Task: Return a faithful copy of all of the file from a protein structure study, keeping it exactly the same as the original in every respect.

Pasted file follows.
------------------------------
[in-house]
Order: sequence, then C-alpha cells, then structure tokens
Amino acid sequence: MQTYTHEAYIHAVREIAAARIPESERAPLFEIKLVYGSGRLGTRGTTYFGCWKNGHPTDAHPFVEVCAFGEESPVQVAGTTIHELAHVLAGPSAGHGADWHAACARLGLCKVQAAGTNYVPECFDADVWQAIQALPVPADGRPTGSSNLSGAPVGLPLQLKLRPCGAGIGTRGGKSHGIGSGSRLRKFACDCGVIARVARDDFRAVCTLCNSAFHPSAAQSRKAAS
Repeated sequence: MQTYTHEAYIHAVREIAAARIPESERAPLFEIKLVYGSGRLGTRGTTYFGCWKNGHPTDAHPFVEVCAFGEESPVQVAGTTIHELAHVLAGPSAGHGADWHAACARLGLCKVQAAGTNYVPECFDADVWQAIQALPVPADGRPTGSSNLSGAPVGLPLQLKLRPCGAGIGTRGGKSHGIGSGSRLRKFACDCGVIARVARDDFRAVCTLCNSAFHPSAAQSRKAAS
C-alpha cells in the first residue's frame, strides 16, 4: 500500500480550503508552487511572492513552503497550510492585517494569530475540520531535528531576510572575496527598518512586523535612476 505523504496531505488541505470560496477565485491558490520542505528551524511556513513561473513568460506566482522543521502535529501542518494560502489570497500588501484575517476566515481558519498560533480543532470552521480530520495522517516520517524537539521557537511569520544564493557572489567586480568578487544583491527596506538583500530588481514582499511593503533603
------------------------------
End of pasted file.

[in-house]
Order: sequence, then C-alpha cells, then structure tokens
Amino acid sequence: MQTYTHEAYIHAVREIAAARIPESERAPLFEIKLVYGSGRLGTRGTTYFGCWKNGHPTDAHPFVEVCAFGEESPVQVAGTTIHELAHVLAGPSAGHGADWHAACARLGLCKVQAAGTNYVPECFDADVWQAIQALPVPADGRPTGSSNLSGAPVGLPLQLKLRPCGAGIGTRGGKSHGIGSGSRLRKFACDCGVIARVARDDFRAVCTLCNSAFHPSAAQSRKAAS
Repeated sequence: MQTYTHEAYIHAVREIAAARIPESERAPLFEIKLVYGSGRLGTRGTTYFGCWKNGHPTDAHPFVEVCAFGEESPVQVAGTTIHELAHVLAGPSAGHGADWHAACARLGLCKVQAAGTNYVPECFDADVWQAIQALPVPADGRPTGSSNLSGAPVGLPLQLKLRPCGAGIGTRGGKSHGIGSGSRLRKFACDCGVIARVARDDFRAVCTLCNSAFHPSAAQSRKAAS
C-alpha cells in the first residue's frame, strides 16, 4: 500500500480550503508552487511572492513552503497550510492585517494569530475540520531535528531576510572575496527598518512586523535612476 505523504496531505488541505470560496477565485491558490520542505528551524511556513513561473513568460506566482522543521502535529501542518494560502489570497500588501484575517476566515481558519498560533480543532470552521480530520495522517516520517524537539521557537511569520544564493557572489567586480568578487544583491527596506538583500530588481514582499511593503533603